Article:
These last two episodes of Genealogy Roadshow brought us to two New England cities, Boston MA and Providence, RI. Both episodes offered a lot of discussion on the history of New England, helping to put the lives of the guests’ ancestors into context. Here are just a few of the subjects and resources I took away from the episode:
- Great Boston Fire of 1872
- Gallops Island and Boston’s Smallpox Epidemic
- The History of New-England, containing an impartial account of the civil and ecclesiastical affairs of the country, to the year of Our Lord, 1700 by Daniel Neal
- New Bedford Whaling Museum Archives
- Providence Public Library
- Secretary of the Commonwealth’s Archives Division (they have a great guide for searching records generated by state government, including vital records.)
There were also some New York related topics mentioned!
- National Orphan Train Complex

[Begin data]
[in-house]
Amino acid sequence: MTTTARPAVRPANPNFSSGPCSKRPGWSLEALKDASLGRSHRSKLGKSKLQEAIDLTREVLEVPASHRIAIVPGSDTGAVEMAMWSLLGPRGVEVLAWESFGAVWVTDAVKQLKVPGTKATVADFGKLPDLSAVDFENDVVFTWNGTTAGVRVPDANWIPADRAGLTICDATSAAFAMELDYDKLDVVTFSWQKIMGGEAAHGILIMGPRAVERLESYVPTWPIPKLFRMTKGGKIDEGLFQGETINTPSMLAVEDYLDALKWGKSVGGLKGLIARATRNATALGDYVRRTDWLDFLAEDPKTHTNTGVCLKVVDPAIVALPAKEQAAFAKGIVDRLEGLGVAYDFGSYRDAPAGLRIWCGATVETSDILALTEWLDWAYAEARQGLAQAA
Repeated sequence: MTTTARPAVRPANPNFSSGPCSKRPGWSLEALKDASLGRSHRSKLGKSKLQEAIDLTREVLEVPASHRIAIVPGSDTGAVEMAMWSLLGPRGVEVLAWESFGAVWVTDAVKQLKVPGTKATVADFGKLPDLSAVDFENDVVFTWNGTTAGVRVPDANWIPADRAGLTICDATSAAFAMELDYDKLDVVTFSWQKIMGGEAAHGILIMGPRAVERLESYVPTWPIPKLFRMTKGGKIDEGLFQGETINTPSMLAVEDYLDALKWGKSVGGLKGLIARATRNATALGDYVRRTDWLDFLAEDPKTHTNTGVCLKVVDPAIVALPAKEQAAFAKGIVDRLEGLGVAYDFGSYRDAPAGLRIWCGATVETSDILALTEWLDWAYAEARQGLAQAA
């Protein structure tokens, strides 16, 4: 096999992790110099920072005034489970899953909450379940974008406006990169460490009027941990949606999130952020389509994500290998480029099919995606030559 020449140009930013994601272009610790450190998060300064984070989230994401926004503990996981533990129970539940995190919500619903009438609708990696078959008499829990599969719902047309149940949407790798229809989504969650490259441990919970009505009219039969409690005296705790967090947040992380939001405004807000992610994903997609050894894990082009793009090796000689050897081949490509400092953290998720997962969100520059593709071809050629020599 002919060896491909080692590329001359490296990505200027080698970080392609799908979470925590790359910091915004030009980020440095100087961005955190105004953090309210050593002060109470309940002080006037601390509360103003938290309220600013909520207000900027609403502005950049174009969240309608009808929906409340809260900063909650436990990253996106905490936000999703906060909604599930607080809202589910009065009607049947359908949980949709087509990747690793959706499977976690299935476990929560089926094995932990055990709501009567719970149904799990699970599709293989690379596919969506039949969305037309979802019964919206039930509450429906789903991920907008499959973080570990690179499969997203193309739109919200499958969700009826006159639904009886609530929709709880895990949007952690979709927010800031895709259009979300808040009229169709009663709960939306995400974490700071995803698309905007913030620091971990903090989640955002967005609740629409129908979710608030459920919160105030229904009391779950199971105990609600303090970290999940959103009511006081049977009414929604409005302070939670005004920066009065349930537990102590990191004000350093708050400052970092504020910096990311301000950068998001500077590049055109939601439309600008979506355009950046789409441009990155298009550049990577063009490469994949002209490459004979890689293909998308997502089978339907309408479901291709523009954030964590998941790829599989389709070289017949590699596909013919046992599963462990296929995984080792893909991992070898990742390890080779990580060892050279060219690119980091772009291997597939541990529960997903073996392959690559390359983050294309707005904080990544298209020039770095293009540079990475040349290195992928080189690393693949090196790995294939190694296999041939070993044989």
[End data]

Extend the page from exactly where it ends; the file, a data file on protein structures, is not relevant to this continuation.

- Surrogate Court records for NY
- New York Juvenile Asylum records (Children’s Village), 1853-1954
- Ellis Island Passenger Search
- All Faiths Lutheran Cemetery
- NYG&B members have access to our research guide “A Selected Bibliography for New York State Cemetery Research”
During the first segment in Boston, Josh revealed that his guest has many famous and influential cousins; even Josh himself was related to the guest – they are actually 13th cousins once removed! When thinking about my distant relatives, sometimes I find it difficult to understand who the common ancestor is. I find it helpful to look at the chart of consanguinity to try to conceptualize how we’re actually related – see “Consanguinity” by John Reynolds Totten, NYG&B Record, vol. 63, no. 2 (1932) for a great chart.
Good luck with your research!
Heather Hoffman (Manager, Digital Collections and Online Services at the NYG&B)